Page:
Londoners are paying tribute to the man known as the “Mayor of Richmond Row.”
Roy McDonald, a poet, author and story teller, was found dead in his home. He was 80 years old.
The London Public Library tweeted it would miss their meaningful connections with McDonald.
Lynn Cooper first met McDonald in the 1988 and says the two had a strong bond.
“I’m kind of his inspiration for becoming a busker,” she said. “Roy and I used to sing together a lot. He was the kindest man I’ve ever met.”
While McDonald appeared to many to be homeless that wasn’t the case. He owned a home and was a published author.
Living: A London Journal, which shares a week in McDonald’s life and The Answer Questioned, a long pun-poem where both published by Ergo Productions and can be found in the London Public Library and the UWO library.
The London Arts Council tweeted it was sad to hear of his passing.
McDonald would hold court on Richmond Row between Joe Kool’s and Jim Bob Ray’s (now Toboggan), which are both owned by Mike Smith.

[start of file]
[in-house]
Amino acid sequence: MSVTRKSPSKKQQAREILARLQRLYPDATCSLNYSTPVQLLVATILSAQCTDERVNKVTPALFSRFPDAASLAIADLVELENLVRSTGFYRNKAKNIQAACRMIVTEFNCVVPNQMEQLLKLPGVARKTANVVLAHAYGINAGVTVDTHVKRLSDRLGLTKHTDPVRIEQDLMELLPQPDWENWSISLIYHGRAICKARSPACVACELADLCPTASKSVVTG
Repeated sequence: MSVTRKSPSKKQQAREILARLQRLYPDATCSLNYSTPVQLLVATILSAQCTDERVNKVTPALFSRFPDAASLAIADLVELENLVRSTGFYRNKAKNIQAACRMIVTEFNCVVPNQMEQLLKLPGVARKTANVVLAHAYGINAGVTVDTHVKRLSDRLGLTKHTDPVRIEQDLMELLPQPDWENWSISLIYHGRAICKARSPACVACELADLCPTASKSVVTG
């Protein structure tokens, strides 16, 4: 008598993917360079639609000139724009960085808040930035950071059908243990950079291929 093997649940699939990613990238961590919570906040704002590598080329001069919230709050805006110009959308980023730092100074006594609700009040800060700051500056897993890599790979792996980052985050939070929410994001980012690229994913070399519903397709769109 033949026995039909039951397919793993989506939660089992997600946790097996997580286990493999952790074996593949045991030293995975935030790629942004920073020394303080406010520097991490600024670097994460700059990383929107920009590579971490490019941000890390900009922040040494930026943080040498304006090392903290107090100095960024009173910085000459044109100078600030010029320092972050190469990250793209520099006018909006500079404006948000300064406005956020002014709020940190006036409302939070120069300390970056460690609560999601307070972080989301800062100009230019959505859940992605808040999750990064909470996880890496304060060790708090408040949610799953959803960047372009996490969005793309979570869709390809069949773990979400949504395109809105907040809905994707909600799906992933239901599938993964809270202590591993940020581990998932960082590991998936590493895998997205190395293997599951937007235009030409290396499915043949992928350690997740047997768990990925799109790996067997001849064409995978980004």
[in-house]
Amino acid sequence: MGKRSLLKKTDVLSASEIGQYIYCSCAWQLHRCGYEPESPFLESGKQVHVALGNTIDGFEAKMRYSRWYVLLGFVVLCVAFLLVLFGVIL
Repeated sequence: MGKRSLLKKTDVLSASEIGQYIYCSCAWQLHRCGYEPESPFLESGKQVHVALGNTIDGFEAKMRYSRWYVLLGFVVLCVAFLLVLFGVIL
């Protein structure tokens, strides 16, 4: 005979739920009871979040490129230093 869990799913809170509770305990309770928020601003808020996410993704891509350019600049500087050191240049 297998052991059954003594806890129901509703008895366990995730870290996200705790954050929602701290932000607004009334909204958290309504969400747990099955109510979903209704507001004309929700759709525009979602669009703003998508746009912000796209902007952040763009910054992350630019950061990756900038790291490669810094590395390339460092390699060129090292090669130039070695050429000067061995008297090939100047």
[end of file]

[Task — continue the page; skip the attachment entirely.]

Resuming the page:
“When you think of Roy he’s like a piece of art,” he said. “He’s like a living statue or a sculpture who was part of the city.”
Smith says while many in the city knew of McDonald, few knew him well.
“The thing about Roy was people knew him really well to see him but didn’t know that much about him,” he said.
McDonald would sometimes give passersby a polished rock as a gift.
McDonald spent most of his life in London but also some time in Montreal. Pocketman, by Don Bell, is a book based loosely on his time in Montreal.
He was such a fixture in the city, Londoner Cory Downing decided to do a documentary about him.
“He will be missed but never forgotten,” said Cooper.
Funeral plans haven’t been announced.
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